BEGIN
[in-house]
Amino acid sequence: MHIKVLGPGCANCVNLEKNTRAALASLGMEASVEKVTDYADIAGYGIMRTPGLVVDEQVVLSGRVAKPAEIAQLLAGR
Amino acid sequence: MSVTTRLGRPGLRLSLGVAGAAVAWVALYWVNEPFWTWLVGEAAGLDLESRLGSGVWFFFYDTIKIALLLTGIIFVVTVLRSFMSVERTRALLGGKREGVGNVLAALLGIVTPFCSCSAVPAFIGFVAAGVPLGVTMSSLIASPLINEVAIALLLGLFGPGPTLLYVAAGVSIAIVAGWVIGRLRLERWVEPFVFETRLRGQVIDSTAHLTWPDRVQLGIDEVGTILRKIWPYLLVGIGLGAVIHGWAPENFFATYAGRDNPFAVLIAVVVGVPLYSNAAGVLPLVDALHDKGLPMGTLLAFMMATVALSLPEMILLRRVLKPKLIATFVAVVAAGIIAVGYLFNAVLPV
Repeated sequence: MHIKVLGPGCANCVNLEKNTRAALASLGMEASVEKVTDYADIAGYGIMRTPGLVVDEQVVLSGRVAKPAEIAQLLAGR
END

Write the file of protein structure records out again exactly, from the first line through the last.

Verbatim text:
[in-house]
Amino acid sequence: MHIKVLGPGCANCVNLEKNTRAALASLGMEASVEKVTDYADIAGYGIMRTPGLVVDEQVVLSGRVAKPAEIAQLLAGR
Amino acid sequence: MSVTTRLGRPGLRLSLGVAGAAVAWVALYWVNEPFWTWLVGEAAGLDLESRLGSGVWFFFYDTIKIALLLTGIIFVVTVLRSFMSVERTRALLGGKREGVGNVLAALLGIVTPFCSCSAVPAFIGFVAAGVPLGVTMSSLIASPLINEVAIALLLGLFGPGPTLLYVAAGVSIAIVAGWVIGRLRLERWVEPFVFETRLRGQVIDSTAHLTWPDRVQLGIDEVGTILRKIWPYLLVGIGLGAVIHGWAPENFFATYAGRDNPFAVLIAVVVGVPLYSNAAGVLPLVDALHDKGLPMGTLLAFMMATVALSLPEMILLRRVLKPKLIATFVAVVAAGIIAVGYLFNAVLPV
Repeated sequence: MHIKVLGPGCANCVNLEKNTRAALASLGMEASVEKVTDYADIAGYGIMRTPGLVVDEQVVLSGRVAKPAEIAQLLAGR